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Shoo fly

Shoo fly, don't bug me now....here some blow flies feeding on a tasty smelly fish






Although many insects are termed "flies", only those having one pair of wings belong to the insect order Diptera (as other insects have two pairs of wings). The other wings have evolved and shrivelled to club-shaped organs called halteres, located just behind the base of the wings. Used for balancing in flight, these halteres allow them to fly forwards, backwards, or hover in the air by acting as gyroscopic organs rapidly oscillating in time with the wings. Flies tend to fly in a straight line then make a rapid change in direction before continuing on a different straight path. The directional changes are called saccades and typically involve an angle of 90°, being achieved in 50 milliseconds. How fast can a fly fly? In 1927, Charles Townsend estimated the deer bot fly moved at c. 1,100 km/h. However, this was soon after shown to be impossible, and it is more like—a still impressive—65 km/h. There are a few flies, mostly parasites or those inhabiting islands or alpine areas, that have no wings at all. These are called not "flies", but "walks"—just kidding, I made that name up. Most true flies are soft-bodied and fairly small (less than 1.5 cm long), but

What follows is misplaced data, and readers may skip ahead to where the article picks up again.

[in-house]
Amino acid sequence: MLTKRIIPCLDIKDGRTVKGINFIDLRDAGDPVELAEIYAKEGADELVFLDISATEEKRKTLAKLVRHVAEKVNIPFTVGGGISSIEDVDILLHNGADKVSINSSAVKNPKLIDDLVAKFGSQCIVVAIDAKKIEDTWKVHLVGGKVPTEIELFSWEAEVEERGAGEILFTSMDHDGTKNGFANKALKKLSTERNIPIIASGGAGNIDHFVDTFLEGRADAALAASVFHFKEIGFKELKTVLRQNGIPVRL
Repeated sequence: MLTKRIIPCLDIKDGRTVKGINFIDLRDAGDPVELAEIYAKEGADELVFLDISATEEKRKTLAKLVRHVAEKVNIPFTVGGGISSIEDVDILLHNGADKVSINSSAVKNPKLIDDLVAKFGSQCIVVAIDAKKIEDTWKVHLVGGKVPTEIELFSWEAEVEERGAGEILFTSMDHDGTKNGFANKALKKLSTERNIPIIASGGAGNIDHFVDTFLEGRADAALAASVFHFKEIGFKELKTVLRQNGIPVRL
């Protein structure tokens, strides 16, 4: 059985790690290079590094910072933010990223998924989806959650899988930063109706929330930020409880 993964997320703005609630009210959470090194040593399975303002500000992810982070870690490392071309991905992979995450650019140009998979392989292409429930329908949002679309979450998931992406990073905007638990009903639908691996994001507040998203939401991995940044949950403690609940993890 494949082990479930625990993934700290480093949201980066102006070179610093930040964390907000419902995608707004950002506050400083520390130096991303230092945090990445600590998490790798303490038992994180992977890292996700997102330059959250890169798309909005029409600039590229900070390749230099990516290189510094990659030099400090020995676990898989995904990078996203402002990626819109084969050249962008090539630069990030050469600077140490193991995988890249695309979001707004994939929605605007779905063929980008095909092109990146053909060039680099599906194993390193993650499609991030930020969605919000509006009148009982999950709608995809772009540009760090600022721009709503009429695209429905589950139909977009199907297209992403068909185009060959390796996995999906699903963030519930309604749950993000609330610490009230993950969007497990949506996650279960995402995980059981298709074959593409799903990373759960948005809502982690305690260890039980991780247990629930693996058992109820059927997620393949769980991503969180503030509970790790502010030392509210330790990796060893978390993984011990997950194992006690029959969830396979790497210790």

flies can have many different shapes, with many looking like wasps or bees. Most adult flies have large eyes to help them see when they are flying. True flies have complete metamorphosis, with the adult female laying eggs, and then small larvae emerge from those eggs. The larvae are often worm-like and do not have jointed legs. Moulting several times as they grow, larva change into a pupa that eventually transforms into an adult fly.



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